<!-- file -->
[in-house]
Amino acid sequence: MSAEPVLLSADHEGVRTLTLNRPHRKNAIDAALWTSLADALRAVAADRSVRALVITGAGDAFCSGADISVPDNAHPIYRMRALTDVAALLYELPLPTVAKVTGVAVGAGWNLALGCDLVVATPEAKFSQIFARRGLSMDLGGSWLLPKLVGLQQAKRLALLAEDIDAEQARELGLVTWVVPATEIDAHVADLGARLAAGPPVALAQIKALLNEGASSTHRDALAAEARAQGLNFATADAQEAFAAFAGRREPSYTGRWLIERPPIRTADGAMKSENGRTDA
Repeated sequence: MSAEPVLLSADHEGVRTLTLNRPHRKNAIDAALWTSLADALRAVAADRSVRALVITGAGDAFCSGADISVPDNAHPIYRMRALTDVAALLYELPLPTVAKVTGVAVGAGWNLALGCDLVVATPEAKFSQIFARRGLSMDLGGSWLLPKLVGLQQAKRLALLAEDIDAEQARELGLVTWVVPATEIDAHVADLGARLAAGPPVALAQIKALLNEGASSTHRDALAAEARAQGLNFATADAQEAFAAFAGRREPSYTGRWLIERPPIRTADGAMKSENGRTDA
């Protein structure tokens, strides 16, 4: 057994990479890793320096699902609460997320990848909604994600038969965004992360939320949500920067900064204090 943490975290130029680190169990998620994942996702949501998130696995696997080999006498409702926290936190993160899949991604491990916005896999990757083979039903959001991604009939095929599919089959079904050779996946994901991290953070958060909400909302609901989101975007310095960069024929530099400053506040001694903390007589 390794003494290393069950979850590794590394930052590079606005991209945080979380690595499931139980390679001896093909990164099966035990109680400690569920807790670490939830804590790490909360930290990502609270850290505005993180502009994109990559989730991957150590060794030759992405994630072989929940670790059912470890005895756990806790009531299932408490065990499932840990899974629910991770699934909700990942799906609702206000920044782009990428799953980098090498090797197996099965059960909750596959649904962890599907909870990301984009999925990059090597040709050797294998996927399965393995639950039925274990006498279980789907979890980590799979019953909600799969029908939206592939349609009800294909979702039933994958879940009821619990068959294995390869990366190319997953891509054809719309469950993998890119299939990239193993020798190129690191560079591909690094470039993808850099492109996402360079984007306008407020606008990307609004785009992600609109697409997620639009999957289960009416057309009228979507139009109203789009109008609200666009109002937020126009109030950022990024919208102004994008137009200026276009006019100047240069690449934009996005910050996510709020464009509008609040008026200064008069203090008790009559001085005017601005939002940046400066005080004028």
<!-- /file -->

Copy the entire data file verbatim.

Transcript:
[in-house]
Amino acid sequence: MSAEPVLLSADHEGVRTLTLNRPHRKNAIDAALWTSLADALRAVAADRSVRALVITGAGDAFCSGADISVPDNAHPIYRMRALTDVAALLYELPLPTVAKVTGVAVGAGWNLALGCDLVVATPEAKFSQIFARRGLSMDLGGSWLLPKLVGLQQAKRLALLAEDIDAEQARELGLVTWVVPATEIDAHVADLGARLAAGPPVALAQIKALLNEGASSTHRDALAAEARAQGLNFATADAQEAFAAFAGRREPSYTGRWLIERPPIRTADGAMKSENGRTDA
Repeated sequence: MSAEPVLLSADHEGVRTLTLNRPHRKNAIDAALWTSLADALRAVAADRSVRALVITGAGDAFCSGADISVPDNAHPIYRMRALTDVAALLYELPLPTVAKVTGVAVGAGWNLALGCDLVVATPEAKFSQIFARRGLSMDLGGSWLLPKLVGLQQAKRLALLAEDIDAEQARELGLVTWVVPATEIDAHVADLGARLAAGPPVALAQIKALLNEGASSTHRDALAAEARAQGLNFATADAQEAFAAFAGRREPSYTGRWLIERPPIRTADGAMKSENGRTDA
């Protein structure tokens, strides 16, 4: 057994990479890793320096699902609460997320990848909604994600038969965004992360939320949500920067900064204090 943490975290130029680190169990998620994942996702949501998130696995696997080999006498409702926290936190993160899949991604491990916005896999990757083979039903959001991604009939095929599919089959079904050779996946994901991290953070958060909400909302609901989101975007310095960069024929530099400053506040001694903390007589 390794003494290393069950979850590794590394930052590079606005991209945080979380690595499931139980390679001896093909990164099966035990109680400690569920807790670490939830804590790490909360930290990502609270850290505005993180502009994109990559989730991957150590060794030759992405994630072989929940670790059912470890005895756990806790009531299932408490065990499932840990899974629910991770699934909700990942799906609702206000920044782009990428799953980098090498090797197996099965059960909750596959649904962890599907909870990301984009999925990059090597040709050797294998996927399965393995639950039925274990006498279980789907979890980590799979019953909600799969029908939206592939349609009800294909979702039933994958879940009821619990068959294995390869990366190319997953891509054809719309469950993998890119299939990239193993020798190129690191560079591909690094470039993808850099492109996402360079984007306008407020606008990307609004785009992600609109697409997620639009999957289960009416057309009228979507139009109203789009109008609200666009109002937020126009109030950022990024919208102004994008137009200026276009006019100047240069690449934009996005910050996510709020464009509008609040008026200064008069203090008790009559001085005017601005939002940046400066005080004028």